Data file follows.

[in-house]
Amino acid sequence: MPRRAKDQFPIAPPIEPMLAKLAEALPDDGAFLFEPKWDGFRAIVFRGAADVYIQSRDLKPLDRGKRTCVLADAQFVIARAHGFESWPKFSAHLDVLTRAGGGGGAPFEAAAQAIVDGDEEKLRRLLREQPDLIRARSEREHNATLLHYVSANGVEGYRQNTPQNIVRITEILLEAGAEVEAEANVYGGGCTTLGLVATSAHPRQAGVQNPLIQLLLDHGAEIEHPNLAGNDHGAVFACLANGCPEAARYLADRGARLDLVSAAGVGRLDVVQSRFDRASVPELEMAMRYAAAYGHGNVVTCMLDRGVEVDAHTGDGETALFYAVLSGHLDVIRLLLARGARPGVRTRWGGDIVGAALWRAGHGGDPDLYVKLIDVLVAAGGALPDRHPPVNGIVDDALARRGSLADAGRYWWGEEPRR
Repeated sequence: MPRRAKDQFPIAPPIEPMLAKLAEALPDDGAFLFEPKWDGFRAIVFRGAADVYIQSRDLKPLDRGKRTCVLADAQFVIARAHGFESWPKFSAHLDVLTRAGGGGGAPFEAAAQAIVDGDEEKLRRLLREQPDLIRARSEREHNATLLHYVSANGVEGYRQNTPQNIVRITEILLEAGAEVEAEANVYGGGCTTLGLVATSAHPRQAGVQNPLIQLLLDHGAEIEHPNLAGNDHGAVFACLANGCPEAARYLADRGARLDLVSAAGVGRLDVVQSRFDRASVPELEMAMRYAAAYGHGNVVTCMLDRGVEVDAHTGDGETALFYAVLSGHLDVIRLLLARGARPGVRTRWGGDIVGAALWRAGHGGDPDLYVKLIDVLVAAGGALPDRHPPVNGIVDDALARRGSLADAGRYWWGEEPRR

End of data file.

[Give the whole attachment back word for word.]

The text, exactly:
[in-house]
Amino acid sequence: MPRRAKDQFPIAPPIEPMLAKLAEALPDDGAFLFEPKWDGFRAIVFRGAADVYIQSRDLKPLDRGKRTCVLADAQFVIARAHGFESWPKFSAHLDVLTRAGGGGGAPFEAAAQAIVDGDEEKLRRLLREQPDLIRARSEREHNATLLHYVSANGVEGYRQNTPQNIVRITEILLEAGAEVEAEANVYGGGCTTLGLVATSAHPRQAGVQNPLIQLLLDHGAEIEHPNLAGNDHGAVFACLANGCPEAARYLADRGARLDLVSAAGVGRLDVVQSRFDRASVPELEMAMRYAAAYGHGNVVTCMLDRGVEVDAHTGDGETALFYAVLSGHLDVIRLLLARGARPGVRTRWGGDIVGAALWRAGHGGDPDLYVKLIDVLVAAGGALPDRHPPVNGIVDDALARRGSLADAGRYWWGEEPRR
Repeated sequence: MPRRAKDQFPIAPPIEPMLAKLAEALPDDGAFLFEPKWDGFRAIVFRGAADVYIQSRDLKPLDRGKRTCVLADAQFVIARAHGFESWPKFSAHLDVLTRAGGGGGAPFEAAAQAIVDGDEEKLRRLLREQPDLIRARSEREHNATLLHYVSANGVEGYRQNTPQNIVRITEILLEAGAEVEAEANVYGGGCTTLGLVATSAHPRQAGVQNPLIQLLLDHGAEIEHPNLAGNDHGAVFACLANGCPEAARYLADRGARLDLVSAAGVGRLDVVQSRFDRASVPELEMAMRYAAAYGHGNVVTCMLDRGVEVDAHTGDGETALFYAVLSGHLDVIRLLLARGARPGVRTRWGGDIVGAALWRAGHGGDPDLYVKLIDVLVAAGGALPDRHPPVNGIVDDALARRGSLADAGRYWWGEEPRR